Intergenerational Ethnic Enclave Influences on the Likelihood of Being Self-Employed

46 Pages Posted: 9 Oct 2007  

Gregory Fairchild

University of Virginia - Darden School of Business

Abstract

How does the experience of living in an ethnic enclave during formative years influence the propensity to be self-employed? This study examines the intergenerational influence of exposure to self-employed, co-ethnic neighbors on the likelihood that racial or ethnic minorities will become self-employed. The paper develops a model of factors that influence self-employment likelihood, including intergenerational co-ethnic predictors, and tests them through an analysis of respondents to the 2000 U.S. Census long-form survey (i.e., IPUMS). Results show that higher levels of exposure to entrepreneurial co-ethnics in the parent's generation have a strong impact on self-employment likelihood.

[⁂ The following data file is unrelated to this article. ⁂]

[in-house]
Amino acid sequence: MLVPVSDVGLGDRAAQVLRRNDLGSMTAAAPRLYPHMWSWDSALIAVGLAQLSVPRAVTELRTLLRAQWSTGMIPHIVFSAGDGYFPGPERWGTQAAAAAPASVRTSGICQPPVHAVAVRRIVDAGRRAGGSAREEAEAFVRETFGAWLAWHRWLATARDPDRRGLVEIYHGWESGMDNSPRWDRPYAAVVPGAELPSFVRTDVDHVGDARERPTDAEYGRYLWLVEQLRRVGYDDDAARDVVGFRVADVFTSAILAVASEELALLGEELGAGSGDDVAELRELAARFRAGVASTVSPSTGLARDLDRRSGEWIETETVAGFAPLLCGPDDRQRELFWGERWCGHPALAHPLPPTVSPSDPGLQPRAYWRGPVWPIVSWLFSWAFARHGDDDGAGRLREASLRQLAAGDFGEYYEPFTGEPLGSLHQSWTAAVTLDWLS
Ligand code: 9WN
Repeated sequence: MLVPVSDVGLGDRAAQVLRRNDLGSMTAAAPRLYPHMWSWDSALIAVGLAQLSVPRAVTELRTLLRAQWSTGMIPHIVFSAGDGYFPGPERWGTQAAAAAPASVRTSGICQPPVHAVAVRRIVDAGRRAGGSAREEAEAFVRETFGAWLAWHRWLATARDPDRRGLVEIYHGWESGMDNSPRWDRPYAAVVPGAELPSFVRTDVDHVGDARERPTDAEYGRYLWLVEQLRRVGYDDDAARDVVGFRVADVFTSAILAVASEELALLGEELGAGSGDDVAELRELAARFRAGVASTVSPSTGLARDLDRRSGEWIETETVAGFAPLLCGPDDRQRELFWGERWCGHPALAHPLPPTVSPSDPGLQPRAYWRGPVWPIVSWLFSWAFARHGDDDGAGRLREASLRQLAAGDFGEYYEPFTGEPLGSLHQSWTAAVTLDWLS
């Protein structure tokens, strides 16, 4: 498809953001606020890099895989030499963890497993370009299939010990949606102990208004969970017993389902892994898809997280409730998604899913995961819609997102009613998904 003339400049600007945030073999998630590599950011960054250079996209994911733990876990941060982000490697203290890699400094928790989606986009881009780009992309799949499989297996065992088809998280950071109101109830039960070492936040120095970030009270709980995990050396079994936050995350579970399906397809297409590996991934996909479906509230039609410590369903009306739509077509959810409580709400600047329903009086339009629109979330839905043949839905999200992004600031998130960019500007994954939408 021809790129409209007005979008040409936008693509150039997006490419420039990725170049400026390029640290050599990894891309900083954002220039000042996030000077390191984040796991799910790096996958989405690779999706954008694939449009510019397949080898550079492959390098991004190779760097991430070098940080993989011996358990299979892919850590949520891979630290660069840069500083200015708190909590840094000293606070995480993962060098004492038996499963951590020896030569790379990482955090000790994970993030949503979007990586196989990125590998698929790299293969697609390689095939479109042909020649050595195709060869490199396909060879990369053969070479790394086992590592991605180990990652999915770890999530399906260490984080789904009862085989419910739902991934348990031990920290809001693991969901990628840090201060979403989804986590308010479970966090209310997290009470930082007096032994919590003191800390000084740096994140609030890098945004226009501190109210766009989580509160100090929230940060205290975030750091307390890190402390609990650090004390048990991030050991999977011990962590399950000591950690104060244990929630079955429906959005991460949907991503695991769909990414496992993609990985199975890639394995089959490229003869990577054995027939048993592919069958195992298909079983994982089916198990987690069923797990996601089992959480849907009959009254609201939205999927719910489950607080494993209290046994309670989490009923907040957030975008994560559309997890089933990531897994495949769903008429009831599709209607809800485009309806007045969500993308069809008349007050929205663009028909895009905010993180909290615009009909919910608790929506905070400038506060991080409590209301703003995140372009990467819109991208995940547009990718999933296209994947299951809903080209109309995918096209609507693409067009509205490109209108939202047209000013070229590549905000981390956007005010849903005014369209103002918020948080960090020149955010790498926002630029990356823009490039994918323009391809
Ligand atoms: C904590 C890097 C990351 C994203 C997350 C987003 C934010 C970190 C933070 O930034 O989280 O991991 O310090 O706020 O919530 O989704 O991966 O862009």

Keywords: Segregation, Self-employment, Urban Areas, Racial Groups

Suggested Citation

Fairchild, Gregory, Intergenerational Ethnic Enclave Influences on the Likelihood of Being Self-Employed. Journal of Business Venturing, Forthcoming; Darden Business School Working Paper No. 1019540. Available at SSRN: https://ssrn.com/abstract=1019540

Gregory Fairchild (Contact Author)

University of Virginia - Darden School of Business ( email )

P.O. Box 6550
Charlottesville, VA 22906-6550
United States

HOME PAGE: http://www.darden.virginia.edu/faculty/fairchild.htm

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